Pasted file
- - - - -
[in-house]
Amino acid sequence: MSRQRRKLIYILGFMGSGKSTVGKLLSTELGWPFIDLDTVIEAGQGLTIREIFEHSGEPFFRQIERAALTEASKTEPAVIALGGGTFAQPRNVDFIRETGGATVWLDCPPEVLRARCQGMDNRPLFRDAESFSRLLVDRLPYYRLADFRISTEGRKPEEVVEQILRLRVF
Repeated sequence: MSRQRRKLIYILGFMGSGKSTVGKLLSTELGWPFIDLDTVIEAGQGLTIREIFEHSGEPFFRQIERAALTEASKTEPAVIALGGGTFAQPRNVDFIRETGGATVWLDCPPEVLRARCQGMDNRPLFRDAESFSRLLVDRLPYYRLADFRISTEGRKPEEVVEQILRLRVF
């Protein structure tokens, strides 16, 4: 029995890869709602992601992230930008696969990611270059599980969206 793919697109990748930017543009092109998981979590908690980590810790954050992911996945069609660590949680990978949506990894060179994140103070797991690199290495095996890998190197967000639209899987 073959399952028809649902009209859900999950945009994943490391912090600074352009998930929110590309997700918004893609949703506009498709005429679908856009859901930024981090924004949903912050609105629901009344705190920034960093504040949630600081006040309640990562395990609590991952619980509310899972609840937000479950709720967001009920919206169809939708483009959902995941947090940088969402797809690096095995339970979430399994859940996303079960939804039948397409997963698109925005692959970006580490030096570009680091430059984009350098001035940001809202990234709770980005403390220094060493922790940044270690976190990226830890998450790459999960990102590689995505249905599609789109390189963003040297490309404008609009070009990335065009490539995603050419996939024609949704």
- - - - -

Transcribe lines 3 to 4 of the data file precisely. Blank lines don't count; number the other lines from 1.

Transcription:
Repeated sequence: MSRQRRKLIYILGFMGSGKSTVGKLLSTELGWPFIDLDTVIEAGQGLTIREIFEHSGEPFFRQIERAALTEASKTEPAVIALGGGTFAQPRNVDFIRETGGATVWLDCPPEVLRARCQGMDNRPLFRDAESFSRLLVDRLPYYRLADFRISTEGRKPEEVVEQILRLRVF
């Protein structure tokens, strides 16, 4: 029995890869709602992601992230930008696969990611270059599980969206 793919697109990748930017543009092109998981979590908690980590810790954050992911996945069609660590949680990978949506990894060179994140103070797991690199290495095996890998190197967000639209899987 073959399952028809649902009209859900999950945009994943490391912090600074352009998930929110590309997700918004893609949703506009498709005429679908856009859901930024981090924004949903912050609105629901009344705190920034960093504040949630600081006040309640990562395990609590991952619980509310899972609840937000479950709720967001009920919206169809939708483009959902995941947090940088969402797809690096095995339970979430399994859940996303079960939804039948397409997963698109925005692959970006580490030096570009680091430059984009350098001035940001809202990234709770980005403390220094060493922790940044270690976190990226830890998450790459999960990102590689995505249905599609789109390189963003040297490309404008609009070009990335065009490539995603050419996939024609949704």